Trump spoke at a 9/11 'Moonies' conference organized by the widow of the Rev. Sun Myung Moon, praising the controversial Unification Church
- Donald Trump spoke at an event Saturday to praise the founders of the Unification Church.
- The church, whose followers are often called Moonies, has been widely described as a cult.
- A former member said the group had deep ties to the modern Republican Party.
On Saturday, former President Donald Trump spoke at a conference organized by Hak Ja Han Moon, the widow of the Rev. Sun Myung Moon, who founded the Unification Church.
Moon founded the church in South Korea in 1954 before moving to the US in 1971, and the church has been widely described as a cult.
Trump was a featured keynote speaker at the Rally of Hope event, which coincided with the 20th anniversary of the September 11, 2001, terrorist attacks.
-Jim Stewartson, Antifascist, #RIPQ ☠️ (@jimstewartson) September 12, 2021
"I want to thank the Universal Peace Federation and in particular Dr. Hak Ja Han Moon, a tremendous person, for her incredible work on behalf of peace all over the world," Trump said in his remarks.
"What they have achieved on the peninsula is just amazing. In just a few decades, the inspiration that they have caused for the entire planet is unbelievable, and I congratulate you again and again."
Moon, who died in 2012, called himself a messiah and said he had been asked by Jesus Christ to continue Christ's work on earth.
The controversial church, whose followers are colloquially referred to as Moonies, gained attention for arranging mass weddings between strangers.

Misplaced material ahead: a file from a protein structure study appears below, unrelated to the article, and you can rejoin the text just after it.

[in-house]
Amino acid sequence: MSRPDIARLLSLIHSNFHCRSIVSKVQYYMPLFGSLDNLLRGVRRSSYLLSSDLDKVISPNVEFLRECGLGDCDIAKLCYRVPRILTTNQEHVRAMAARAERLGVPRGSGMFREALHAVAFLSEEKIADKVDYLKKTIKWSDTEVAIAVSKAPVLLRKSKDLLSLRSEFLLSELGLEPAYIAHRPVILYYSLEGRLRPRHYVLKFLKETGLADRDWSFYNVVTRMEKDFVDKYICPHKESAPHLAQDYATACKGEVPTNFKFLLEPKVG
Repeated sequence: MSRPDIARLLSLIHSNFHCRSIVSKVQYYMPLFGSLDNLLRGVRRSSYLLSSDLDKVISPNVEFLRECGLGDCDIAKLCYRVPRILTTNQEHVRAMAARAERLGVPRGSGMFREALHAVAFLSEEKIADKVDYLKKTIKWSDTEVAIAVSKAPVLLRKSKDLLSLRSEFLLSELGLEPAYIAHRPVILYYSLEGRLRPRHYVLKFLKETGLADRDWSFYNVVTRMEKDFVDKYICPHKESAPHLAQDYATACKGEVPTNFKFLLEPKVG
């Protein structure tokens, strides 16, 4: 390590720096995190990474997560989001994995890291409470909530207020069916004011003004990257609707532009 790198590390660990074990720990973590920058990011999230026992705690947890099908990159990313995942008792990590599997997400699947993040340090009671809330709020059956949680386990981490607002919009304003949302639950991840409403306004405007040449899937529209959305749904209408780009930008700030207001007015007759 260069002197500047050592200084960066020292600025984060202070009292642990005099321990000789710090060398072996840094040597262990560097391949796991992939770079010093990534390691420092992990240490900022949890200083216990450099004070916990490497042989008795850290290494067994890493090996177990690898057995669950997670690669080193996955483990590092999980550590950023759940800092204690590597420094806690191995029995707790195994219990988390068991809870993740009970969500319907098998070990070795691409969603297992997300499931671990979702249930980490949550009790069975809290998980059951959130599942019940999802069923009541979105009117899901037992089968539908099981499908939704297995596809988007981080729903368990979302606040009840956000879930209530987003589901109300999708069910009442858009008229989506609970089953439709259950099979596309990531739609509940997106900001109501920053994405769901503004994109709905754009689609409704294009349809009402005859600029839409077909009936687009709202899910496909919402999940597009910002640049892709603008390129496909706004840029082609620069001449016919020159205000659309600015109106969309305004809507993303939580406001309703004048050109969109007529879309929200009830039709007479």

The group is still active around the world.
In his speech, Trump also took the opportunity to take credit for improving the security situation in the Korean Peninsula.
"Looking back today, it's easy to forget how dangerous the situation was when I was elected," Trump said.
"Missiles were flying, nuclear weapons were being tested, and powerful threats were being issued every single day.
"Under my leadership, the United States adopted a policy of unprecedented strength."
Jim Stewartson, the founder of the anti-disinformation organization The Thinkin Project, wrote on Twitter that the event was "deeply harmful and deceptive."
"This is being pitched by a who's who of establishment extremists as some sort of peace mission to unify Korea," Stewartson wrote.
"In reality, it's dangerous propaganda whitewashing a dangerous cult."
Those who have left the group, including one of the Moons' daughters, have described experiencing abuse during their time in the church.
In a blog post, Steve Hassan, a former member of the church who is now a cult expert, described how the group indoctrinated members.
Hassan added on Twitter that the group had long-established ties with Trump and the modern Republican Party.
-Steven Hassan, PhD (@CultExpert) August 10, 2021
In 1991, Trump was reported to have been considering selling his Florida resort Mar-a-Lago to the Rev. Moon, but the church leader later denied being interested in the property.
Other high-profile GOP figures, including the former vice presidents Mike Pence and Dick Cheney, have also spoken at events organized by the group.
Hyung Jin "Sean" Moon, the son of the Moons, campaigned for Trump and attended the Capitol insurrection on January 6.
He also formed an offshoot church called World Peace and Unification Sanctuary Church in Pennsylvania, which has made MAGA politics a central tenet.
The group famously worships while carrying AR-15 rifles and has a 40-acre compound in Texas that it says is a safe haven for "patriots."
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